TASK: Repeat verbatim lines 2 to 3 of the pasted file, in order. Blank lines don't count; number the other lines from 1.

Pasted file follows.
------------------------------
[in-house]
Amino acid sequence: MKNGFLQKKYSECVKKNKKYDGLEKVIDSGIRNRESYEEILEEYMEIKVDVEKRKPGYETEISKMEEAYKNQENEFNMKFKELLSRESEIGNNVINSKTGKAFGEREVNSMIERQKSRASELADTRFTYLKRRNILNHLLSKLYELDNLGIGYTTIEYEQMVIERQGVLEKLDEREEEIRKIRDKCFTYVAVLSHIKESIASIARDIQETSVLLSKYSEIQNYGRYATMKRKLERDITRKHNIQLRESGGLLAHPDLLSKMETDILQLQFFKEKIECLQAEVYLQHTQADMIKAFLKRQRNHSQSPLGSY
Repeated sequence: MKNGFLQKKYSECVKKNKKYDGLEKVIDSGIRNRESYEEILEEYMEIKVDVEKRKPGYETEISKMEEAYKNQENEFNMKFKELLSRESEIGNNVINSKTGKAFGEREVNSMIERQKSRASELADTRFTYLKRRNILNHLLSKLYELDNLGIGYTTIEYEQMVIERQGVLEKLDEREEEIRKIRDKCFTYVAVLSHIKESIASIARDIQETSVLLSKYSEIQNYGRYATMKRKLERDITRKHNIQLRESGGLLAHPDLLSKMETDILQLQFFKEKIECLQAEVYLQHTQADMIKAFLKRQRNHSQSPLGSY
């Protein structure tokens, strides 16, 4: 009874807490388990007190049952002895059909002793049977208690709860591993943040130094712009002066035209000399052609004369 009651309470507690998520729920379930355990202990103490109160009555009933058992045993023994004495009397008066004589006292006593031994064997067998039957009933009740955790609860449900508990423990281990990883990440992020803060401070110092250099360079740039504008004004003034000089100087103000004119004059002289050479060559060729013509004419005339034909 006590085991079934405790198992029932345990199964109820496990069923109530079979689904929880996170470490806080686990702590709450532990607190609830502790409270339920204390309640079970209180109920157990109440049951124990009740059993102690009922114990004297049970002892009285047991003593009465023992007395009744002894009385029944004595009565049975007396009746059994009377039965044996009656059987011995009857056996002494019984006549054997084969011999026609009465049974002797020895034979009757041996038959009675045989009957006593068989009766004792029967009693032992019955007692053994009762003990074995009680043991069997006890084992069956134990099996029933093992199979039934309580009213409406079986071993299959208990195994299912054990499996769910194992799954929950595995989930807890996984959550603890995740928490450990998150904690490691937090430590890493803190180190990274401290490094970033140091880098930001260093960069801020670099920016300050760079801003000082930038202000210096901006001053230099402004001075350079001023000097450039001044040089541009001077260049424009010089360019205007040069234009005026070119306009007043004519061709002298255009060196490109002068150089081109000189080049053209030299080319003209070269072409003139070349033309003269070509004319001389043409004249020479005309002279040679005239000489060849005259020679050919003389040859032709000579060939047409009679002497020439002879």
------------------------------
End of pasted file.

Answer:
Amino acid sequence: MKNGFLQKKYSECVKKNKKYDGLEKVIDSGIRNRESYEEILEEYMEIKVDVEKRKPGYETEISKMEEAYKNQENEFNMKFKELLSRESEIGNNVINSKTGKAFGEREVNSMIERQKSRASELADTRFTYLKRRNILNHLLSKLYELDNLGIGYTTIEYEQMVIERQGVLEKLDEREEEIRKIRDKCFTYVAVLSHIKESIASIARDIQETSVLLSKYSEIQNYGRYATMKRKLERDITRKHNIQLRESGGLLAHPDLLSKMETDILQLQFFKEKIECLQAEVYLQHTQADMIKAFLKRQRNHSQSPLGSY
Repeated sequence: MKNGFLQKKYSECVKKNKKYDGLEKVIDSGIRNRESYEEILEEYMEIKVDVEKRKPGYETEISKMEEAYKNQENEFNMKFKELLSRESEIGNNVINSKTGKAFGEREVNSMIERQKSRASELADTRFTYLKRRNILNHLLSKLYELDNLGIGYTTIEYEQMVIERQGVLEKLDEREEEIRKIRDKCFTYVAVLSHIKESIASIARDIQETSVLLSKYSEIQNYGRYATMKRKLERDITRKHNIQLRESGGLLAHPDLLSKMETDILQLQFFKEKIECLQAEVYLQHTQADMIKAFLKRQRNHSQSPLGSY